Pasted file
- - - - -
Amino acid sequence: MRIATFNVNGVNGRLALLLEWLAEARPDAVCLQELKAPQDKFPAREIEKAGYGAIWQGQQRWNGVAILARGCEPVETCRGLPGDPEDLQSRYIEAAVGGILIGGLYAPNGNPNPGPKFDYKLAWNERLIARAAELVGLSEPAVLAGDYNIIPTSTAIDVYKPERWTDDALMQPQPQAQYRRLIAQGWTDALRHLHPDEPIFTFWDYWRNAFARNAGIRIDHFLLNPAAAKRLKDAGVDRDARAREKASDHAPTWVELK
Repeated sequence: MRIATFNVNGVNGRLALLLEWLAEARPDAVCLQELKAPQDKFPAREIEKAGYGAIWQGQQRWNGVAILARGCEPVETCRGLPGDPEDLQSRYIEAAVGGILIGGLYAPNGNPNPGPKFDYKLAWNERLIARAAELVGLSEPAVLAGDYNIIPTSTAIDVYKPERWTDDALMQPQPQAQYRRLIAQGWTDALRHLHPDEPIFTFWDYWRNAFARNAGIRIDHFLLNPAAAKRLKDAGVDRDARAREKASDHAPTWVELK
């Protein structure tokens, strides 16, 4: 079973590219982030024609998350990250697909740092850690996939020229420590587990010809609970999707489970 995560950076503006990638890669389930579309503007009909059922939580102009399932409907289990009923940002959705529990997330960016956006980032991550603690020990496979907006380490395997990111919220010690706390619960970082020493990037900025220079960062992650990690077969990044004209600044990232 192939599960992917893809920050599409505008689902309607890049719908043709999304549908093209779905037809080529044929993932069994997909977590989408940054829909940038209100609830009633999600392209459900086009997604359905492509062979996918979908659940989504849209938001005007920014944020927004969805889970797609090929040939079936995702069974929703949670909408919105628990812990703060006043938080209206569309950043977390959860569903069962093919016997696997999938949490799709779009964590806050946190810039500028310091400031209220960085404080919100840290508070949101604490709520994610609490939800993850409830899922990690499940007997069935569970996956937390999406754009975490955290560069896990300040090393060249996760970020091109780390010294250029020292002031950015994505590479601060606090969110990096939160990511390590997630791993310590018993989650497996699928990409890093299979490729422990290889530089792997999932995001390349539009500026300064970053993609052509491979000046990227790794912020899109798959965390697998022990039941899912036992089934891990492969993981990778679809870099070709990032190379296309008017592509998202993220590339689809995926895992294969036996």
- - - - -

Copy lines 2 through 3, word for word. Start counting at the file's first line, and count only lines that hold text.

Repeated sequence: MRIATFNVNGVNGRLALLLEWLAEARPDAVCLQELKAPQDKFPAREIEKAGYGAIWQGQQRWNGVAILARGCEPVETCRGLPGDPEDLQSRYIEAAVGGILIGGLYAPNGNPNPGPKFDYKLAWNERLIARAAELVGLSEPAVLAGDYNIIPTSTAIDVYKPERWTDDALMQPQPQAQYRRLIAQGWTDALRHLHPDEPIFTFWDYWRNAFARNAGIRIDHFLLNPAAAKRLKDAGVDRDARAREKASDHAPTWVELK
């Protein structure tokens, strides 16, 4: 079973590219982030024609998350990250697909740092850690996939020229420590587990010809609970999707489970 995560950076503006990638890669389930579309503007009909059922939580102009399932409907289990009923940002959705529990997330960016956006980032991550603690020990496979907006380490395997990111919220010690706390619960970082020493990037900025220079960062992650990690077969990044004209600044990232 192939599960992917893809920050599409505008689902309607890049719908043709999304549908093209779905037809080529044929993932069994997909977590989408940054829909940038209100609830009633999600392209459900086009997604359905492509062979996918979908659940989504849209938001005007920014944020927004969805889970797609090929040939079936995702069974929703949670909408919105628990812990703060006043938080209206569309950043977390959860569903069962093919016997696997999938949490799709779009964590806050946190810039500028310091400031209220960085404080919100840290508070949101604490709520994610609490939800993850409830899922990690499940007997069935569970996956937390999406754009975490955290560069896990300040090393060249996760970020091109780390010294250029020292002031950015994505590479601060606090969110990096939160990511390590997630791993310590018993989650497996699928990409890093299979490729422990290889530089792997999932995001390349539009500026300064970053993609052509491979000046990227790794912020899109798959965390697998022990039941899912036992089934891990492969993981990778679809870099070709990032190379296309008017592509998202993220590339689809995926895992294969036996």